We think the Eastern State Penitentiary is one of the top places to visit in Philadelphia. We spent the better part of a day in this imposing, gothic castle-like building taking a free guided tour, wandering around with an audio guide, checking out art exhibitions in the cells and listening to special talks in restricted areas of the prison. The most disturbing parts of our visit were the death row block and The Hole, a series of underground punishment rooms; one man who was put down there for 30 days almost went blind.
The penitentiary has a fascinating history; it was originally built with a new method of rehabilitation in mind which focused on totally isolating each prisoner so that they had time to reflect and repent. To facilitate this goal, the building was uniquely designed with long corridors housing individual cells and yards which branched out from a centre circle in a spider-like formation. The penitentiary cost millions of dollars to make and was one of the first buildings, even before the White House, to have central heating, electric lights and flushing toilets.
As time went on, people realised how psychologically damaging isolation was and issues of overcrowding and overspending surfaced, so the penitentiary changed. Prisoners shared cells and the yard, learnt a trade and took jobs in the prison; the most trusted inmates even worked in the hospital ward and assisted with surgery. During our tour we saw a recreation of Al Capone’s lavish cell and learnt about some daring escape attempts; some prisoners dug a tunnel out of the prison while another group built a ladder and scaled the walls.
The most interesting exhibition in the Penitentiary examined the history of the US prison system. Did you know that the US has by far the biggest prison population in the whole world? We were also shocked to learn that private companies run prisons as businesses (which may partly account for the high numbers of people being locked up). Most worrying was the racial makeup of the prison population; in 2010, black inmates accounted for 40 percent of the prison population but only 13 percent of the general US population, Latino inmates made up 21 percent of the prison population and only 16% of the general population.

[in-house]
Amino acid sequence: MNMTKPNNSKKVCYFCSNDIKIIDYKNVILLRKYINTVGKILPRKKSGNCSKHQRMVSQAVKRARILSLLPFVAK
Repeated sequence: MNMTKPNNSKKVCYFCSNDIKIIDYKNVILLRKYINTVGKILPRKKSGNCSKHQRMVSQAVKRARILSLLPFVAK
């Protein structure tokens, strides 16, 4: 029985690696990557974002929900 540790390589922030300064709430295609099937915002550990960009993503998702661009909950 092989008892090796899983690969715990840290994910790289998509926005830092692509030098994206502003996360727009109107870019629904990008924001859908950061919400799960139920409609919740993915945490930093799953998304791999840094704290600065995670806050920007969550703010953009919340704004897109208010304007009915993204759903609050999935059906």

We paid $14 per person to visit the Eastern State Penitentiary.
Benjamin Franklin spent most of his life in Philadelphia and is buried in the graveyard just off National Independence Park. We visited Franklin Court, the square where Franklin’s house used to be; there’s now a museum and footprint of the house in its place.
We took a stroll around Washington Square, which was once a burial ground before it was transformed into the green, park-like space it is today. Now it houses a veteran memorial and grave for the unmarked soldier.
When we visited, Franklin Square was decked out in Christmas decorations and a festive light display was being held. We listened to a brass band, watched the carousel and took a look around the Christmas market tent.